A joint tenant or tenant in common has a right to judicial partition, either in kind (division of the tract into parcels) or by sale and division of the proceeds(in accordance with the ownership interests as modified by permitted recoupments for improvements, repairs, taxes, and the like). Although partition in kind is generally preferred, partition by sale and division of the proceeds is permitted when a fair and equitable physical division of the property cannot be made. [Nordhausen v. Christner, 338 N.W.2d 754 (Neb. 1983)]
Examples: 1) A and B own a single-family home as joint tenants. A brings an appropriate action to partition the land. Because physical division of the home is not feasible, the court will order a sale of the home and division of the proceeds equally between A and B.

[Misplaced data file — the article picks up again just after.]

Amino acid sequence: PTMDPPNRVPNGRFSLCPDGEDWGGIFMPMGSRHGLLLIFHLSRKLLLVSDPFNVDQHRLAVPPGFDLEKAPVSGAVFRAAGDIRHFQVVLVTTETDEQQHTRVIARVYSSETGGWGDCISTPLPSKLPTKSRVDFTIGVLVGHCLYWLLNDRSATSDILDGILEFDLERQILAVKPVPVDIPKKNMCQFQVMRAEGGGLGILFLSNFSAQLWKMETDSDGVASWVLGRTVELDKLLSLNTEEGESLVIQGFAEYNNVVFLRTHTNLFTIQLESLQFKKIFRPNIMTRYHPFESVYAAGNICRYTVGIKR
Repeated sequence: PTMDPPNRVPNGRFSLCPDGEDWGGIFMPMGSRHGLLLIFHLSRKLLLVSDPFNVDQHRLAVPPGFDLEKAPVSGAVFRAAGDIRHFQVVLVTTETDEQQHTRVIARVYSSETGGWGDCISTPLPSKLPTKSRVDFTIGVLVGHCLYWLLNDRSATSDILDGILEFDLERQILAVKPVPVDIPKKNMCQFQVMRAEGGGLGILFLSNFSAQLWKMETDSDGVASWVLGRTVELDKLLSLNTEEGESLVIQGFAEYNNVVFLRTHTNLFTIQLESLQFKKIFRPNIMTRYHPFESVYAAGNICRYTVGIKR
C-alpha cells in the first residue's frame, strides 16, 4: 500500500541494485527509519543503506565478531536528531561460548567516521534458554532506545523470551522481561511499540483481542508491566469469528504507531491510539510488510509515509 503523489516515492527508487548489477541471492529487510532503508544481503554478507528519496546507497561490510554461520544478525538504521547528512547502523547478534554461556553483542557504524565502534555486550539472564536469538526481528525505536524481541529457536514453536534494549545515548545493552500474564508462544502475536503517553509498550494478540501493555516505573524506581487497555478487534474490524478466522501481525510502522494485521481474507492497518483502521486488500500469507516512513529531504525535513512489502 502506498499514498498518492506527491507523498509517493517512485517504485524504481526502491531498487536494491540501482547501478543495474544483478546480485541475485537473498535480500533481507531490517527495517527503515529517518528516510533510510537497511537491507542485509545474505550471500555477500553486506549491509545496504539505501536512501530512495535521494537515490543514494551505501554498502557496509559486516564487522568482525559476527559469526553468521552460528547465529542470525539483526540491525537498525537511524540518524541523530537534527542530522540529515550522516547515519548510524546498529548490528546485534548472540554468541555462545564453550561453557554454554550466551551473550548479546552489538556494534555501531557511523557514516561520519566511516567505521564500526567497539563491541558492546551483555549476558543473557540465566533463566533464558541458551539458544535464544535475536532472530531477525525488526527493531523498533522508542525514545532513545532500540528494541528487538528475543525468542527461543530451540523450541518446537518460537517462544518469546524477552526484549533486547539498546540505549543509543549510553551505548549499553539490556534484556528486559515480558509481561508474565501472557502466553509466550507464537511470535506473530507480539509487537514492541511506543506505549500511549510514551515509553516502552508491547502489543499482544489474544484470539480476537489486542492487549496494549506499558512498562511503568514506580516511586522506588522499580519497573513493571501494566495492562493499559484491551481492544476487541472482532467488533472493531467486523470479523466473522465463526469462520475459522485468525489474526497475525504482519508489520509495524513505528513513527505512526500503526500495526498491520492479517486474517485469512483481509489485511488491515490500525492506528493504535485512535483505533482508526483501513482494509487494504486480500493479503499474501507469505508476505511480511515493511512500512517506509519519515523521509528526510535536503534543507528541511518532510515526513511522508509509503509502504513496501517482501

2) A owns a three-fourths interest and B owns a one-fourth interest in a four-acre undeveloped parcel of land as tenants in common. The applicable zoning ordinance requires that a buildable lot contain at least two acres. A seeks to partition the land into a three-acre lot for himself and a one-acre lot for B. B argues that the land should be sold and the proceeds divided between A and B according to their respective shares. B will prevail, because the zoning ordinance makes it impossible to divide the land fairly.